HHS Protects Religious Freedom in Healthcare

CAPITOL HILL REPORT, EAGLE FORUM

The American tax-payer had another win for their pocketbook this week. On Friday, the U.S. Department of Health and Human Services (HHS) announced a regulatory reform to the Affordable Care Act’s (ACA) Section 1557. This section applies current civil rights laws and regulations to the healthcare industry. In 2016, an Obama-era rule expanded Section 1557’s definition of discrimination on the “basis of sex” to include pregnancy termination and gender identity. This rule put hospitals at risk of being sued if they refused to perform abortions or sex reassignment surgeries. Religious hospitals would be forced to violate their conscience and their First Amendment rights. Yet another example of the government trying to make tax-payer funded abortions and the LGBT agenda mainstream.

Even though the expansion was struck down by two federal courts, the rule still remained. Once the Trump Administration noticed this massive overreach of the federal government, they took action to rescind the rule. Now, HHS’s current revised rule will conform with the recognized understanding of “basis of sex” that is commonly held by the court, which does not include pregnancy termination or gender identity. The new rule is estimated to save Americans about $3.6 billion in regulatory costs over a five-year period and will continue to enforce real discrimination in healthcare on the basis of race, color, national origin, disability, age, and sex.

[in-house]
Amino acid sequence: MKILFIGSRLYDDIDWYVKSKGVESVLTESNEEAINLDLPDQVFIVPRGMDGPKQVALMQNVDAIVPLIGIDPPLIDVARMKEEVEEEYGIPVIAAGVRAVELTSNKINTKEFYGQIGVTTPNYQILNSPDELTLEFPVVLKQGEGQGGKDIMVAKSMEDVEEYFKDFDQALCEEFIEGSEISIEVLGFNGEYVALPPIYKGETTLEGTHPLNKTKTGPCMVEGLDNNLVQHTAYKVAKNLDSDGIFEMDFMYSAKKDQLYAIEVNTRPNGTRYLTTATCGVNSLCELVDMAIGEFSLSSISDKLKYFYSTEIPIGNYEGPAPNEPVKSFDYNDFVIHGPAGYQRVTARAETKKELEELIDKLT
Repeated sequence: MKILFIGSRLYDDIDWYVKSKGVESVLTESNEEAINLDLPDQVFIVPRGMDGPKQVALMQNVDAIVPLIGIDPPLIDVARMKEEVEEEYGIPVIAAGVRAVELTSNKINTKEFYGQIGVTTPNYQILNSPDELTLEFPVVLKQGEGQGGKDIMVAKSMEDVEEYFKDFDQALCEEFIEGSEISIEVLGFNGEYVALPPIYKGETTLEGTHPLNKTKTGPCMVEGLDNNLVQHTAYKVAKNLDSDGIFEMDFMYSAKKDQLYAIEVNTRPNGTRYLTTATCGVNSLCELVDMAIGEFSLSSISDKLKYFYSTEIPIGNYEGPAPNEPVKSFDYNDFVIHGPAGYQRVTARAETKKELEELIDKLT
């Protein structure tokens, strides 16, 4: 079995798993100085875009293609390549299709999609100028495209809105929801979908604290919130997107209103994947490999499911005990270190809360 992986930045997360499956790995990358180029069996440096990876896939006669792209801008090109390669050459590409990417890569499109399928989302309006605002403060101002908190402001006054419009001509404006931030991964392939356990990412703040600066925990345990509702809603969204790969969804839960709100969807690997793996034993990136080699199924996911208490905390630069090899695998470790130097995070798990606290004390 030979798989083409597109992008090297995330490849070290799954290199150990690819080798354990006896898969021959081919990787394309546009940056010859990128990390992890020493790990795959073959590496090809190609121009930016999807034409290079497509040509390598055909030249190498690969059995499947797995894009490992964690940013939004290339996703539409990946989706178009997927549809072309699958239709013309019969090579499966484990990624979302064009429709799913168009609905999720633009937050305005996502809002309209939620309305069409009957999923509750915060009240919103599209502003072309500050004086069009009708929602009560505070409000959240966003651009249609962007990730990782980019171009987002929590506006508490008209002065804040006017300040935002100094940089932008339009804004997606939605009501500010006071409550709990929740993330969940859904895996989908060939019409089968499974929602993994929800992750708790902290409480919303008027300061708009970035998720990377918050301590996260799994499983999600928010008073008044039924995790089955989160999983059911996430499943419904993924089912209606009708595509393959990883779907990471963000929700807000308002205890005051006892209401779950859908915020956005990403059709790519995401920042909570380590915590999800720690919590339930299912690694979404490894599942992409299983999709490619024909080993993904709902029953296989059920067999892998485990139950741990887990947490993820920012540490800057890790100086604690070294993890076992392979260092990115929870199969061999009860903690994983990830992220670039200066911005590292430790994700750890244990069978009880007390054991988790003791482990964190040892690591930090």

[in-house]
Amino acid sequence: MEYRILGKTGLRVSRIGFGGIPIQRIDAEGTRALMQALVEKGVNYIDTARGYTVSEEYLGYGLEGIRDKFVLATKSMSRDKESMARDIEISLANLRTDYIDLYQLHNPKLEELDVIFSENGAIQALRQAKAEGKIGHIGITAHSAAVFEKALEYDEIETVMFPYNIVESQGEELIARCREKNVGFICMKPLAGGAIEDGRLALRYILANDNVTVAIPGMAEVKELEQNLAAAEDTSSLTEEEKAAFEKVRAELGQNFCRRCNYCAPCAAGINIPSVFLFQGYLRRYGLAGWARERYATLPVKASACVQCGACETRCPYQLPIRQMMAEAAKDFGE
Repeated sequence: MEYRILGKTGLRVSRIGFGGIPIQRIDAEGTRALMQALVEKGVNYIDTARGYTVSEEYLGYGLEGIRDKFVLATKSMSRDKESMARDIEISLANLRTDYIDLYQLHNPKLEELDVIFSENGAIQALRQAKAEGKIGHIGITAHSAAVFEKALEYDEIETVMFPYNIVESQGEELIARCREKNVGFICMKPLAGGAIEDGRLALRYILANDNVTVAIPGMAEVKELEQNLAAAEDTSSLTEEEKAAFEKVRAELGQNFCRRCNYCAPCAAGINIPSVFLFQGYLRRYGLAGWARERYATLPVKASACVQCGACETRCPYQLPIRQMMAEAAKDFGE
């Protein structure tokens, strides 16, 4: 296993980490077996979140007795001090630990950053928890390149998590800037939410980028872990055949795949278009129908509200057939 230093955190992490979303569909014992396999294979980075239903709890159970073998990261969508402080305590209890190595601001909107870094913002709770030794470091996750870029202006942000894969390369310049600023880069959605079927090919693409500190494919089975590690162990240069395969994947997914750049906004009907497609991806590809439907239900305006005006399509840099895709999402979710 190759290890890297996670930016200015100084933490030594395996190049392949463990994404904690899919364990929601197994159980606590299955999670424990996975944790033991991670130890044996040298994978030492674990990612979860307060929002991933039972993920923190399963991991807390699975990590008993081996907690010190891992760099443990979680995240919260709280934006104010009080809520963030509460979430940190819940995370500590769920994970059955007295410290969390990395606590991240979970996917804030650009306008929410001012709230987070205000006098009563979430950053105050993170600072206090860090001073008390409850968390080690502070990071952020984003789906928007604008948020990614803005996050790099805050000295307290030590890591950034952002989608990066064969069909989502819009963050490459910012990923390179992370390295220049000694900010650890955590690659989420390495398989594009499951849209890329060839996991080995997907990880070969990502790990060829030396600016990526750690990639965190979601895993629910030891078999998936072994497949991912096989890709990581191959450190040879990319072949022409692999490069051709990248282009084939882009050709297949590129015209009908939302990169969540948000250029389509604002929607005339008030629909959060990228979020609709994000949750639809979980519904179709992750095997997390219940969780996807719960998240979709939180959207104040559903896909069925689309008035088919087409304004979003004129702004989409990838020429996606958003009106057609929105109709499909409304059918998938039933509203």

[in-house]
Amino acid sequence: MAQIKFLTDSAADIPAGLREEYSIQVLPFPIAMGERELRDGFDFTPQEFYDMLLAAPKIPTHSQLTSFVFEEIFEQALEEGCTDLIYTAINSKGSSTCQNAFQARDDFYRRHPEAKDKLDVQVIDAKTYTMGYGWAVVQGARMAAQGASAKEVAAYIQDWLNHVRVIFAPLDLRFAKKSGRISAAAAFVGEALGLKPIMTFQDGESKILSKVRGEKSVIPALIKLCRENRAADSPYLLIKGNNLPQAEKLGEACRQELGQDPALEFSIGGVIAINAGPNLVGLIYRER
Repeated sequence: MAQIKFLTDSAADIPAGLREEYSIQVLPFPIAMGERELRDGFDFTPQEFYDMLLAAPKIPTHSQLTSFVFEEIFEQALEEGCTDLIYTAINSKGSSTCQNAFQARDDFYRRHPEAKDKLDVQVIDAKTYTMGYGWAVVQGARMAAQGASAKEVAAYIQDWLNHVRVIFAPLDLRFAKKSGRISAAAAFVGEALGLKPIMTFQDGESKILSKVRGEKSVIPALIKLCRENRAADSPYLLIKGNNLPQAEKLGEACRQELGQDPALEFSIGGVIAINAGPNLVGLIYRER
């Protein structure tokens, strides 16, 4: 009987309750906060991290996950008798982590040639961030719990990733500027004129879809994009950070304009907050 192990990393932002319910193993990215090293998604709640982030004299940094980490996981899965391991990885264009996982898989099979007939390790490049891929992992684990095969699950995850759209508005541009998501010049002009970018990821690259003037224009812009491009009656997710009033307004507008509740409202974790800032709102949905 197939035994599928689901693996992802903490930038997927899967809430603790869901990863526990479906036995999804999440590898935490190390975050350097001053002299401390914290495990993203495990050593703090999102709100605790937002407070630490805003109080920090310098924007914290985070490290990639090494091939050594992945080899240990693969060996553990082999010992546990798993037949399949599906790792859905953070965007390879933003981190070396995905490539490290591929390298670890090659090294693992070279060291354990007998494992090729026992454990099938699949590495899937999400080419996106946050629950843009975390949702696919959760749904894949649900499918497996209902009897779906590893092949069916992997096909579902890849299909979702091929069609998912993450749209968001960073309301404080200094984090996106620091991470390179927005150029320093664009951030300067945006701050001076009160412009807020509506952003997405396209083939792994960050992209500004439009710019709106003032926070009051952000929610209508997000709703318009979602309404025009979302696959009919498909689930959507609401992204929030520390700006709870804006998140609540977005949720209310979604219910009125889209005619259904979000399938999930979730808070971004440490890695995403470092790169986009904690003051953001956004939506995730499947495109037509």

As expected, abortion-rights and LGBT groups have filed lawsuits to block the rule.  While the court process takes time, we fully expect the rule to eventually be upheld. Eagle Forum applauds HHS for taking a bold step to protect religious freedom in the healthcare industry.


Questions or legislative concerns, please don’t hesitate to contact our Executive Director, Tabitha Walter, directly via email at [email protected] or phone at 202-341-5737


Used with the permission of Eagle Forum.


Eagle Forum has been leading the pro-family movement since 1972.